Abstract

During subsea lifting/lowering operations, offshore operators typically utilize published regulations or recommended practice (e.g. Ref 1 & 2) for calculating key parameters such as maximum and minimum crane wire tension during deployment through the splash zone and through the water column. First hand observations by the authors has revealed shortcomings of accepted practice in key areas such as:

  1. Over-prediction of wire tension and snap loads, leading to lesser weight being lifted

  2. Under-prediction of underwater heave motion of module while being lowered

These issues are discussed in light of the fact that added mass of the module changes with submergence. Model tests and numerical simulations using DNV's software SESAM are used to evaluate the added mass of cylindrical and rectangular modules and to gain an understanding of heave motions experienced by the modules in moderate wave conditions. Sample calculations are used to show areas where existing regulations are inadequate.

Introduction

Offshore drilling and production operations often require heavy objects to be lifted out of, or lowered into the water. Examples include lifting/lowering of subsea pipeline manifold for well fluid marshalling and control, or lowering of suction anchors or anchor piles for offshore structure foundation. A limited capacity crane vessel (also called derrick barge) is utilized to conduct these operations, normally in favorable weather conditions. A schematic of a derrick barge used to conduct this operation is shown in Figure 1. Ref. 3 describesthe background study and the installation process of a subsea production manifold in 620 m water depth at the Albacora field in Campos Basin, offshore Brazil. The manifold dimensions were 19 m × 14.5 m × 7.5 m, and weighed close to 500 tonnes. One of the major considerations of the study was to determine the safest and least time consuming way to lower the manifold in 620 m water, using a conventional crane vessel. Considering that the end result of the operation has limited tolerance in terms of positioning the manifold, and the fact that the environment can create sudden unpredictable challenges on the load dangling off the crane wire, it is obvious that such offshore operations are quite risky and challenging. Thus a very careful in-depth study incorporating numerical and experimental simulations would be a prerequisite to the actual operation (Ref. 4). This would also shed light on weather downtime for derrick barges and ensure safety during operations.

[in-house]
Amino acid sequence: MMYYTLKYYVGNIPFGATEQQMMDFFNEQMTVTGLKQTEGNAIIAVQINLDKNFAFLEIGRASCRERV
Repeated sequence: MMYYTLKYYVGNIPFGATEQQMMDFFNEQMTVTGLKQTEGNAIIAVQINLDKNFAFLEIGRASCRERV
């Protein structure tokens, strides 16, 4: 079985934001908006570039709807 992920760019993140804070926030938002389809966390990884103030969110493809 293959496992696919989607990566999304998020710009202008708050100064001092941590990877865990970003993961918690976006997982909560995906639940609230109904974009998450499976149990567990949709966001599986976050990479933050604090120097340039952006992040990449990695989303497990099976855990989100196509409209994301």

For a crane vessel the ability to work is primarily a function of the relative motions between the package being lifted and the foundation on which it is to be set down. The best way to set the load down is to deposit it gently once, and leave it there. However, this invariably does not happen. A suspended package, when lifted by a floating crane vessel, will experience motions due to its own suspension (such as natural frequency effects), along with induced motions due to the floating vessel as it responds to waves.

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